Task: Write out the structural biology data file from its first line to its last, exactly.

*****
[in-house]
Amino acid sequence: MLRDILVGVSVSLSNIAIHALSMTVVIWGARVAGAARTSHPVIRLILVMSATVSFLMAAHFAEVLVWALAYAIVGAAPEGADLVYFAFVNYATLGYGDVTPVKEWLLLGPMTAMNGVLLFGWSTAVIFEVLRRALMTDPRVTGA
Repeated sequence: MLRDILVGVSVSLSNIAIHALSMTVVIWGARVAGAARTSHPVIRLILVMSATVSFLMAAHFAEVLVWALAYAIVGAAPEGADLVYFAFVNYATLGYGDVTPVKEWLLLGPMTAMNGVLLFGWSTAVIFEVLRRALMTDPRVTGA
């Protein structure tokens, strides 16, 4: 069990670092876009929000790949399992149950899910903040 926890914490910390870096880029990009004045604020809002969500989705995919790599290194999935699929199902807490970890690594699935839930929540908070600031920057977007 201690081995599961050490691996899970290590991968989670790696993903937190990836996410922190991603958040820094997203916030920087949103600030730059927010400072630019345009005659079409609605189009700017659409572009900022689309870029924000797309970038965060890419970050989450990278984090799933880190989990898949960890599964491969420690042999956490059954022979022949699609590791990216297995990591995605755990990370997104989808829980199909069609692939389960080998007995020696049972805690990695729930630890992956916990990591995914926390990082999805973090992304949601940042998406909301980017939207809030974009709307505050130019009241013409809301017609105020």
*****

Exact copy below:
[in-house]
Amino acid sequence: MLRDILVGVSVSLSNIAIHALSMTVVIWGARVAGAARTSHPVIRLILVMSATVSFLMAAHFAEVLVWALAYAIVGAAPEGADLVYFAFVNYATLGYGDVTPVKEWLLLGPMTAMNGVLLFGWSTAVIFEVLRRALMTDPRVTGA
Repeated sequence: MLRDILVGVSVSLSNIAIHALSMTVVIWGARVAGAARTSHPVIRLILVMSATVSFLMAAHFAEVLVWALAYAIVGAAPEGADLVYFAFVNYATLGYGDVTPVKEWLLLGPMTAMNGVLLFGWSTAVIFEVLRRALMTDPRVTGA
């Protein structure tokens, strides 16, 4: 069990670092876009929000790949399992149950899910903040 926890914490910390870096880029990009004045604020809002969500989705995919790599290194999935699929199902807490970890690594699935839930929540908070600031920057977007 201690081995599961050490691996899970290590991968989670790696993903937190990836996410922190991603958040820094997203916030920087949103600030730059927010400072630019345009005659079409609605189009700017659409572009900022689309870029924000797309970038965060890419970050989450990278984090799933880190989990898949960890599964491969420690042999956490059954022979022949699609590791990216297995990591995605755990990370997104989808829980199909069609692939389960080998007995020696049972805690990695729930630890992956916990990591995914926390990082999805973090992304949601940042998406909301980017939207809030974009709307505050130019009241013409809301017609105020």